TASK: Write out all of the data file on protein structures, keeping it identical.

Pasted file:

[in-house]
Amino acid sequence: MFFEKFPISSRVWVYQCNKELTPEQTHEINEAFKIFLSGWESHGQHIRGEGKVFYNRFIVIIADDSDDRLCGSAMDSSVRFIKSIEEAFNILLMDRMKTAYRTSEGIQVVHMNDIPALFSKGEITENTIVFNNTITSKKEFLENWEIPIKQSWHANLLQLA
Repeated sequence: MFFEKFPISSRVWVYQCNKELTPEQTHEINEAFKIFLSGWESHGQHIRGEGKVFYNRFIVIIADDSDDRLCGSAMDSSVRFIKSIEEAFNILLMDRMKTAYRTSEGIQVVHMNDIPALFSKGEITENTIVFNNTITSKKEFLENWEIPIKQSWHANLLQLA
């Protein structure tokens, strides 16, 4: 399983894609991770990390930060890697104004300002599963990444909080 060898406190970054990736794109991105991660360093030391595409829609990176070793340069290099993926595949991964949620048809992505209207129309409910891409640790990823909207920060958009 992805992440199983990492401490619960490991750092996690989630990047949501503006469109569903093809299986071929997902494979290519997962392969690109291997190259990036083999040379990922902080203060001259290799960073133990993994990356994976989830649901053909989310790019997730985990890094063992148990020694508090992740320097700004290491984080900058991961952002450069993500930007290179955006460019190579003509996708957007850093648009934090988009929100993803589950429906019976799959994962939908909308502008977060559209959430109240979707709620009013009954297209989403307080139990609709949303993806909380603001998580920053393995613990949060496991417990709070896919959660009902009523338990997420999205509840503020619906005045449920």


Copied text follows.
[in-house]
Amino acid sequence: MFFEKFPISSRVWVYQCNKELTPEQTHEINEAFKIFLSGWESHGQHIRGEGKVFYNRFIVIIADDSDDRLCGSAMDSSVRFIKSIEEAFNILLMDRMKTAYRTSEGIQVVHMNDIPALFSKGEITENTIVFNNTITSKKEFLENWEIPIKQSWHANLLQLA
Repeated sequence: MFFEKFPISSRVWVYQCNKELTPEQTHEINEAFKIFLSGWESHGQHIRGEGKVFYNRFIVIIADDSDDRLCGSAMDSSVRFIKSIEEAFNILLMDRMKTAYRTSEGIQVVHMNDIPALFSKGEITENTIVFNNTITSKKEFLENWEIPIKQSWHANLLQLA
């Protein structure tokens, strides 16, 4: 399983894609991770990390930060890697104004300002599963990444909080 060898406190970054990736794109991105991660360093030391595409829609990176070793340069290099993926595949991964949620048809992505209207129309409910891409640790990823909207920060958009 992805992440199983990492401490619960490991750092996690989630990047949501503006469109569903093809299986071929997902494979290519997962392969690109291997190259990036083999040379990922902080203060001259290799960073133990993994990356994976989830649901053909989310790019997730985990890094063992148990020694508090992740320097700004290491984080900058991961952002450069993500930007290179955006460019190579003509996708957007850093648009934090988009929100993803589950429906019976799959994962939908909308502008977060559209959430109240979707709620009013009954297209989403307080139990609709949303993806909380603001998580920053393995613990949060496991417990709070896919959660009902009523338990997420999205509840503020619906005045449920």